The collection of objects and furniture at Nostell is amazing, they have so many beautiful things! Much of the furniture was made by Thomas Chippendale specially for Rowland and this house.

A Leather Chair

An embossed Leather Chair

Seeing all the rooms properly the whole effect was stunning! I can’t decided which was my favorite room, but it could very possibly be the State Bedroom, which has beautiful hand painted wallpaper, installed in 1771 and matching furniture, as well as this stunning hand embroidered bed spread! The guide said it was believed to have all been worked by one person. The bed itself was installed in the room in the 19th Century and designed to match the existing Chippendale furniture.

The bed spread from the Chinese Bedroom

The bed spread from the State Bedroom

I love being able to just get in the car and drive to different places, and working for the Trust means as a reward we get in for free so it makes for a brilliant day out! I have been to quite a few different properties lately and plan to go to a lot more when the re-enactment season is over (not that I’m wishing it away of course!).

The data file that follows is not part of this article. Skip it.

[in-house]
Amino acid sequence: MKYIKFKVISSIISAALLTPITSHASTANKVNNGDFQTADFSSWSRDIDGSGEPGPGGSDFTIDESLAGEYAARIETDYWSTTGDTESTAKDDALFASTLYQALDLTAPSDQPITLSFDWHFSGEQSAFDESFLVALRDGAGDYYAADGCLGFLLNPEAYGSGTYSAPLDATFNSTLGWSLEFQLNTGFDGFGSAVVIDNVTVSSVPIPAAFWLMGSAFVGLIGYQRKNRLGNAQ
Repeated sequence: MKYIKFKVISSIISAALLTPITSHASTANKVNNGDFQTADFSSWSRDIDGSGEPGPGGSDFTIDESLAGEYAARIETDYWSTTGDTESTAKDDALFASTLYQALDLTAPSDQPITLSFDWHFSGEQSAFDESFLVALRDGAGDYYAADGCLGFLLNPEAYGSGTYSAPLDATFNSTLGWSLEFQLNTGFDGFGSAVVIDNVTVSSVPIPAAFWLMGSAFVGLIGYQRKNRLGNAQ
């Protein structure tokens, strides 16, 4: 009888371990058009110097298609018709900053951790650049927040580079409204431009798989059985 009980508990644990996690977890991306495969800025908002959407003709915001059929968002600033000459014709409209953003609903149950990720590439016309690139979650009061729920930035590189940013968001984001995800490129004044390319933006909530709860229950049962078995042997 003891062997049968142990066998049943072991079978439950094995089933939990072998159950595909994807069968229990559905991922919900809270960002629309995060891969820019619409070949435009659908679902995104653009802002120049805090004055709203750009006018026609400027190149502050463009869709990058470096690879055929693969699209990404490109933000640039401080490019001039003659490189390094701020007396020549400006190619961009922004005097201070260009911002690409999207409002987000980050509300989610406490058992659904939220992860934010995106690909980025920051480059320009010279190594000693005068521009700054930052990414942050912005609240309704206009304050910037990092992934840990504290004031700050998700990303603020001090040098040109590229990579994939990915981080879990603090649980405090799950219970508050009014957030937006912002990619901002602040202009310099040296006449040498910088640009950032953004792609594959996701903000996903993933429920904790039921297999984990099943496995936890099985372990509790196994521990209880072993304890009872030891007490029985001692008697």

Designed by Robert Adam

The Tapestry Room

The last room on the tour of the house was a mini exhibition on how the House Team look after Nostell, and it was really well done. It talked about the agents of decay, and had examples of each, as well as a mini room set out to show what a Deep Clean of a stately home looks like. This was all in the room which also house an amazing Doll’s House, decorated inside to match the rooms of the main house!

A lovely Doll's House at Nostell Priory

The lovely Doll’s House at Nostell Priory

The Doll’s House was made for the Winn family in 1735 by Thomas Chippendale. I can imagine the hours of fun the Winn family children must have had playing with such a beautiful thing!

Nostell has a very different feel from Hardwick, but it too is really beautiful, with an amazing collection. I bet there House Team feel just as lucky to work there as I do to be at Hardwick!